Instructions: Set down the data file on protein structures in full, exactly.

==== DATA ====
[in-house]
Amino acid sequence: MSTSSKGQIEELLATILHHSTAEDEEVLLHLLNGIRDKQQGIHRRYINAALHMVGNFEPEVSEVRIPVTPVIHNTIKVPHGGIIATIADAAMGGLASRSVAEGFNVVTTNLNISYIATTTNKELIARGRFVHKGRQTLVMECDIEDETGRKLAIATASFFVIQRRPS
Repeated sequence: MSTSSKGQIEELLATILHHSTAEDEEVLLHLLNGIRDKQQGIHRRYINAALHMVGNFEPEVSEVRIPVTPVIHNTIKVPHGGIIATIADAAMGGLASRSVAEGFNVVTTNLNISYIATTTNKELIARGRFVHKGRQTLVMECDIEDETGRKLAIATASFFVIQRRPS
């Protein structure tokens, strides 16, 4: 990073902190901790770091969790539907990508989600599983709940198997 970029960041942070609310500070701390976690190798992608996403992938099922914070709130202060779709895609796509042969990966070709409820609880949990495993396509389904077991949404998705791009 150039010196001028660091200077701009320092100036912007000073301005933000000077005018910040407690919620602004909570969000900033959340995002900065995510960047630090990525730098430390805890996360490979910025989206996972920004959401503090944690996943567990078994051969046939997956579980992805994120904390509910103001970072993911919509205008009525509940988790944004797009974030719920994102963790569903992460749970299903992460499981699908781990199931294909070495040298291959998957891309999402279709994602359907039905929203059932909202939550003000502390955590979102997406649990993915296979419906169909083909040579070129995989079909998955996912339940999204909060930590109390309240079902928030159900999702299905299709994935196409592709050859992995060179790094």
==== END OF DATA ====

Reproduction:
[in-house]
Amino acid sequence: MSTSSKGQIEELLATILHHSTAEDEEVLLHLLNGIRDKQQGIHRRYINAALHMVGNFEPEVSEVRIPVTPVIHNTIKVPHGGIIATIADAAMGGLASRSVAEGFNVVTTNLNISYIATTTNKELIARGRFVHKGRQTLVMECDIEDETGRKLAIATASFFVIQRRPS
Repeated sequence: MSTSSKGQIEELLATILHHSTAEDEEVLLHLLNGIRDKQQGIHRRYINAALHMVGNFEPEVSEVRIPVTPVIHNTIKVPHGGIIATIADAAMGGLASRSVAEGFNVVTTNLNISYIATTTNKELIARGRFVHKGRQTLVMECDIEDETGRKLAIATASFFVIQRRPS
């Protein structure tokens, strides 16, 4: 990073902190901790770091969790539907990508989600599983709940198997 970029960041942070609310500070701390976690190798992608996403992938099922914070709130202060779709895609796509042969990966070709409820609880949990495993396509389904077991949404998705791009 150039010196001028660091200077701009320092100036912007000073301005933000000077005018910040407690919620602004909570969000900033959340995002900065995510960047630090990525730098430390805890996360490979910025989206996972920004959401503090944690996943567990078994051969046939997956579980992805994120904390509910103001970072993911919509205008009525509940988790944004797009974030719920994102963790569903992460749970299903992460499981699908781990199931294909070495040298291959998957891309999402279709994602359907039905929203059932909202939550003000502390955590979102997406649990993915296979419906169909083909040579070129995989079909998955996912339940999204909060930590109390309240079902928030159900999702299905299709994935196409592709050859992995060179790094």